In a typical week at the Urgent Care service of an academic-based clinic, we may see cases as varied and interesting as bilateral disc edema, vitreous hemorrhage from diabetic retinopathy and bilateral granulomatous uveitis. But, by far, the number one reason a patient calls or walks into our clinics is the presence of a red eye. They have an infection and need antibiotics. However, a true bacterial conjunctivitis is rare in adults.
In fact, adenoviral conjunctivitis is the most common cause of red eye in the world.1 This may partly be due to the viruses’ resilient nature; they are resistant to disinfection and can spread via both direct (i.e., ocular and respiratory secretions) and indirect contact (i.e., inanimate surfaces such as doorknobs, tonometry probes, towels), which allows for them to be unwittingly and easily transmitted to potentially large groups of people during an early asymptomatic incubation period.2
What You’ll See
Adenovirus (ADV) can manifest as one of four clinical conditions: (1) epidemic keratoconjunctivitis, (2) acute hemorrhage conjunctivitis, (3) pharyngoconjunctival fever, and (4) nonspecific follicular conjunctivitis. Patients experience a viral prodromal phase followed by adenopathy, and sometimes fever, pharyngitis and upper respiratory infection.
Subepithelial corneal infiltrates, which typically appear in the second week of infection, are virtually pathognomonic for adenoviral infection, particularly EKC. Photo: Jennifer Harthan, OD
Epidemic keratoconjunctivitis (EKC), caused by adenoviruses 8, 19 and 37, is the most significant form of adenovirus because of the eventual involvement of the cornea and subsequent impact on vision.3-4 The presentation of EKC in its initial acute phase includes subjective complaints of unilateral tearing, redness, photophobia and eyelid edema, along with objective findings of conjunctival chemosis, follicular conjunctivitis and preauricular lymphadenopathy. The second eye usually becomes involved within days. This typically occurs about one week after exposure to the virus, and can last a few weeks.
The viral shedding can cause an intense inflammatory reaction in the conjunctiva that leads to pseudomembrane formation. The appearance of subepithelial corneal infiltrates, usually in the second week, signals the second phase of the infection and is virtually pathognomonic for adenovirus, most often EKC. These infiltrates can account for worsening symptoms and changes in vision, and can persist for anywhere from weeks to years.5 Severe complications may include chronic dry eye, conjunctival scarring and chronic epiphora. Herpes simplex virus (HSV) may be present with EKC and is indistinguishable from ADV.It’s clear that early detection of adenovirus is imperative, from both the perspective of providing the correct diagnosis and treatment for your individual patient as well as for the greater issue of public health by taking steps to curb the spread of infection. Rapid assay is available via a 10-minute in-office test (AdenoPlus, RPS) that the manufacturer says has 90% sensitivity and 96% specificity.6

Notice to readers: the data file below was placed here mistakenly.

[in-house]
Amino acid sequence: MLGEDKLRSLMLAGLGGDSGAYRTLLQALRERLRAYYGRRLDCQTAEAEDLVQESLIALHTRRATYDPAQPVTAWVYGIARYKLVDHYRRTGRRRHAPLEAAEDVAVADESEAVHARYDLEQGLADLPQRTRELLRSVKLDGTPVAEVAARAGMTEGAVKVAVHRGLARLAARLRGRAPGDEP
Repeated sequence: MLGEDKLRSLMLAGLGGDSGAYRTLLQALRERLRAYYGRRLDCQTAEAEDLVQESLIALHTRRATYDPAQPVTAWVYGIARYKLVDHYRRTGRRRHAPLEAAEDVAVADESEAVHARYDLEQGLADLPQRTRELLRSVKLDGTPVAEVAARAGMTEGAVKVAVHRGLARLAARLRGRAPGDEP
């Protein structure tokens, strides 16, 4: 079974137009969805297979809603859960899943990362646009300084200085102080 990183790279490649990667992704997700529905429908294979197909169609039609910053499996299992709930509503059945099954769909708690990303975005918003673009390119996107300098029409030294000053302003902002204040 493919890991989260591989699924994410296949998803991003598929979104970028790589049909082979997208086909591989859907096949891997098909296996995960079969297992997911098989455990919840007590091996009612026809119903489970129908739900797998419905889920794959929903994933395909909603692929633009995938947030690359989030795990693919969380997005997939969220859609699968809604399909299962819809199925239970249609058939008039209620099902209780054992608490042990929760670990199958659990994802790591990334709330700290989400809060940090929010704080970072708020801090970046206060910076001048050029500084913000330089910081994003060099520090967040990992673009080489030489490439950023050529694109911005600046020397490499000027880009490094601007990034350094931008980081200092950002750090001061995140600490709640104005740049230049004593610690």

For those not using the in-office assay to make the diagnosis, differentials include acute bacterial conjunctivitis, allergic conjunctivitis, episcleritis, angle closure glaucoma, blepharitis/dry eye, uveitis and infectious/inflammatory keratitis.
What to Do
Once the clinical picture and/or testing confirm the diagnosis, how do you treat EKC? While mild cases are usually self-limited and treatment is mostly supportive (chilled artificial tears, cool compresses, topical antihistamines), and education regarding proper hygiene and the contagious nature of the virus, moderate to severe cases involving subepithelial infiltrates and symptomatic pseudomembrane formation warrant intervention.
Sometimes, topical steroids are used for symptomatic relief, though there is always concern over potential side effects such as intraocular pressure rise and the possibility of rebound effect once the steroid is discontinued.7 Zirgan (ganciclovir gel 0.15%, Bausch + Lomb) has been shown to be effective against adenovirus in vitro and with significant inhibitory activity against HAdV3, 4, 8, 19a and 37, which induce epidemic keratoconjunctivitis.8-9 A small clinical trial of 18 patients found that the time frame of recovery was significantly reduced in patients treated with ganciclovir compared to preservative-free artificial tears (7.7 days vs. 18.5 days, respectively), with a lower incidence of SEI development.10 However, while a similar study found a faster and better response with ganciclovir, the results were not statistically significant.11
Many eye care providers advocate treatment with povidone-iodine, an antimicrobial that has been shown to be effective against adenovirus in vitro.12 Bear in mind, however, there are no controlled clinical studies to document its efficacy. Cyclosporine 1%, a steroid-sparing immunosuppressive, has been shown to be effective for the treatment of subepithelial infiltrates associated with EKC in patients resistant to the tapering of, or experiencing side effects from, corticosteroid drops, as has topical tacrolimus 0.03%, which has a similar mechanism of action but is decidedly more potent.13-14
Epidemic keratoconjunctivitis is a serious ocular infection for all concerned: the patient, their families, friends and colleagues, and the doctor entrusted to treat them. Early detection and patient education is mandatory to minimize contamination. Currently, there is no single accepted antiviral treatment—while there are options, none have been widely investigated with large clinical trials. Until such a time is reached, treat each red eye that comes into your office as a virus until proven otherwise, then treat the viral patient according to their signs and symptoms.
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